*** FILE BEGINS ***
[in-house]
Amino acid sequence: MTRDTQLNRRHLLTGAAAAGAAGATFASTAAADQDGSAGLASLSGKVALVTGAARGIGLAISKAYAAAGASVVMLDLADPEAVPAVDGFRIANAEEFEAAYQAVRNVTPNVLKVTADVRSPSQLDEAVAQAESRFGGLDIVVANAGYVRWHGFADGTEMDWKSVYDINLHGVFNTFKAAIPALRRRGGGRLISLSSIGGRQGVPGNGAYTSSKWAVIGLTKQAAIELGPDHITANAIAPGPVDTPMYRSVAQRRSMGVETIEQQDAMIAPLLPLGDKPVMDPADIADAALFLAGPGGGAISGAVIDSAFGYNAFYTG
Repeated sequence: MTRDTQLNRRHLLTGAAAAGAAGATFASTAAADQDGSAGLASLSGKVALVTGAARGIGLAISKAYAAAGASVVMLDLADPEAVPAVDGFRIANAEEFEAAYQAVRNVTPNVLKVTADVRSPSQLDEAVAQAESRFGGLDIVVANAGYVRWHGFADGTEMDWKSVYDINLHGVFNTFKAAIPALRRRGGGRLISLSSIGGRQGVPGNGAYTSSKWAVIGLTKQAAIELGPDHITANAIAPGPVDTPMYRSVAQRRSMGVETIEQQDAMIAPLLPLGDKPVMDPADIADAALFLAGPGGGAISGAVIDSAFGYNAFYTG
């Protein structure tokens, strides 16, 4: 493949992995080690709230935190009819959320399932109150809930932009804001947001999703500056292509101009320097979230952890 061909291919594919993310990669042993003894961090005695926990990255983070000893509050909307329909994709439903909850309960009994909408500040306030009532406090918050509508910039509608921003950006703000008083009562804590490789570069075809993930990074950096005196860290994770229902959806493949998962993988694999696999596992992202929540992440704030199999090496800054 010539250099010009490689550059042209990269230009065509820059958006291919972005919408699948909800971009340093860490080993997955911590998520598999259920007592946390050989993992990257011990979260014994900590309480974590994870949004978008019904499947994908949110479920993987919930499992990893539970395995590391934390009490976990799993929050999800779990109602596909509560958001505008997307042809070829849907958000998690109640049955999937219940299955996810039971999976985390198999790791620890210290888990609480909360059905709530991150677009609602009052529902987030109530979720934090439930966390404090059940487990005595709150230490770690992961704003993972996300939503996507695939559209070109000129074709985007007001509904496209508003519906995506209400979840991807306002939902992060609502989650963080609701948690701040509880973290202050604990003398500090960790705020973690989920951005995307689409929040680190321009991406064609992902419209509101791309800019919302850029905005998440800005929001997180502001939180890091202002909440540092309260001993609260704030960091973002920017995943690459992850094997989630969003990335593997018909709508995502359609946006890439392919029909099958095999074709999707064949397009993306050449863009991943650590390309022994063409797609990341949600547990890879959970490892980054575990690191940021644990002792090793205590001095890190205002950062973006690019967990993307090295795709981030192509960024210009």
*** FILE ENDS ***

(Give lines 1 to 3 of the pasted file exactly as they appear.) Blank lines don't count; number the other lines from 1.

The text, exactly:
[in-house]
Amino acid sequence: MTRDTQLNRRHLLTGAAAAGAAGATFASTAAADQDGSAGLASLSGKVALVTGAARGIGLAISKAYAAAGASVVMLDLADPEAVPAVDGFRIANAEEFEAAYQAVRNVTPNVLKVTADVRSPSQLDEAVAQAESRFGGLDIVVANAGYVRWHGFADGTEMDWKSVYDINLHGVFNTFKAAIPALRRRGGGRLISLSSIGGRQGVPGNGAYTSSKWAVIGLTKQAAIELGPDHITANAIAPGPVDTPMYRSVAQRRSMGVETIEQQDAMIAPLLPLGDKPVMDPADIADAALFLAGPGGGAISGAVIDSAFGYNAFYTG
Repeated sequence: MTRDTQLNRRHLLTGAAAAGAAGATFASTAAADQDGSAGLASLSGKVALVTGAARGIGLAISKAYAAAGASVVMLDLADPEAVPAVDGFRIANAEEFEAAYQAVRNVTPNVLKVTADVRSPSQLDEAVAQAESRFGGLDIVVANAGYVRWHGFADGTEMDWKSVYDINLHGVFNTFKAAIPALRRRGGGRLISLSSIGGRQGVPGNGAYTSSKWAVIGLTKQAAIELGPDHITANAIAPGPVDTPMYRSVAQRRSMGVETIEQQDAMIAPLLPLGDKPVMDPADIADAALFLAGPGGGAISGAVIDSAFGYNAFYTG